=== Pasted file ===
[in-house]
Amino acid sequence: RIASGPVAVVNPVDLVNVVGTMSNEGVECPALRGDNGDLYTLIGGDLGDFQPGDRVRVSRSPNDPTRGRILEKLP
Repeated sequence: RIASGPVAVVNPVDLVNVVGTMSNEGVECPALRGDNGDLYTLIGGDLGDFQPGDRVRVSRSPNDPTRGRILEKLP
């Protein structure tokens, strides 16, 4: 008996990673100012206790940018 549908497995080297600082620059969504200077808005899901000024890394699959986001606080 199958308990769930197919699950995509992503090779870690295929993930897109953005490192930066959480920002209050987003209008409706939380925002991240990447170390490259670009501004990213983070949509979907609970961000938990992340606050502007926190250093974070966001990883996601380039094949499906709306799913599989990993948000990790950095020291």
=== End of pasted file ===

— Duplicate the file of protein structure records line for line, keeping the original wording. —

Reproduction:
[in-house]
Amino acid sequence: RIASGPVAVVNPVDLVNVVGTMSNEGVECPALRGDNGDLYTLIGGDLGDFQPGDRVRVSRSPNDPTRGRILEKLP
Repeated sequence: RIASGPVAVVNPVDLVNVVGTMSNEGVECPALRGDNGDLYTLIGGDLGDFQPGDRVRVSRSPNDPTRGRILEKLP
């Protein structure tokens, strides 16, 4: 008996990673100012206790940018 549908497995080297600082620059969504200077808005899901000024890394699959986001606080 199958308990769930197919699950995509992503090779870690295929993930897109953005490192930066959480920002209050987003209008409706939380925002991240990447170390490259670009501004990213983070949509979907609970961000938990992340606050502007926190250093974070966001990883996601380039094949499906709306799913599989990993948000990790950095020291």